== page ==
As much as our morning cup of coffee, robots are a part of our daily lives. A forensic examination is needed when a robot goes awry and causes damage or even harms a person. An investigator must detach the robot, photograph its code, and carry the code to the lab for analysis.
Artificial intelligence (AI) has recently gotten a lot of press. Artificial intelligence, unlike robots, is designed to make decisions based on the world in which it works. These decisions can range from a smart refrigerator replenishing the ice in a freezer to a driverless car swerving to avoid a car but then killing an entire family by driving another car off the road. In that extreme situation, which is becoming increasingly likely with the introduction of self-driving and other autonomous vehicles such as the Tesla. A semi-truck with a white trailer turned left across the lane where a man was driving his Tesla using the Autopilot feature in May of 2016. The Tesla collided with the truck because neither the driver nor the Autopilot system applied the brakes, killing the driver instantly. The National Highway Traffic Safety Administration (NHTSA) conducted an investigation and concluded that “...despite the fact that Autopilot did not avoid the crash, the device worked as it was planned and intended, and therefore did not have a defect.”
It's probable that this investigation included some form of digital forensics component, in which the NHTSA checked the code that would have been relevant in that particular case, working with Tesla software coders as experts. It's quite possible that this investigation proceeded in the same way that any other piece of software would. The distinction here will be that of law. Is the car responsible for the driver's death because the car's Autopilot software did not make the decision to apply the brakes, or is there no case because the car was not configured to make the type of decision needed for this particular circumstance? As previously reported, the NHTSA ruled that the Autopilot system was functioning properly at the time of the accident, and that the driver was to blame for the accident due to his inattention to his surroundings, for which he unfortunately paid the ultimate price.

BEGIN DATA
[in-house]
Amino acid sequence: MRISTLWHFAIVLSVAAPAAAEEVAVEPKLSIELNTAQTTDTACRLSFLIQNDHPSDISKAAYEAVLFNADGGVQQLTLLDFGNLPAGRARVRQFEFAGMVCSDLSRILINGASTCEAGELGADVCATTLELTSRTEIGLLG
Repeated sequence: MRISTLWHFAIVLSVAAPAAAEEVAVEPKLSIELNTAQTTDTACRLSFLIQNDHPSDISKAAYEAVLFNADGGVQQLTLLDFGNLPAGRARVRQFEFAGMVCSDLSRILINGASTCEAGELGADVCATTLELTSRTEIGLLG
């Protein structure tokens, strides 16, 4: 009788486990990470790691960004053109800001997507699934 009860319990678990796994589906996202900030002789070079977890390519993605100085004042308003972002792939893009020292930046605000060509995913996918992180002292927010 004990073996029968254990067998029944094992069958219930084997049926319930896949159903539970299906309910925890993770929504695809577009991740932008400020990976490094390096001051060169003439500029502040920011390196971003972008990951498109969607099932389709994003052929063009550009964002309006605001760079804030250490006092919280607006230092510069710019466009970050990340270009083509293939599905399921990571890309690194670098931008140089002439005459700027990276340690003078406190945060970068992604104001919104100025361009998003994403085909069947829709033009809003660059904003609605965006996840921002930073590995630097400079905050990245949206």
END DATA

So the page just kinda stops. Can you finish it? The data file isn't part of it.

Technology has advanced by leaps and bounds in the last ten years, and it will continue to develop exponentially beyond our wildest expectations as time goes on. Digital forensics will still have a place in this world, whether it's an email containing a virus that infects an unsuspecting user's device, or artificial intelligence that can almost imitate human thoughts and actions to the point of harming anyone. To address the forensics problems that technology will cause us to face in the future, we will need imaginative minds brimming with creative solutions. It is up to the new generation to assist them in paving the way.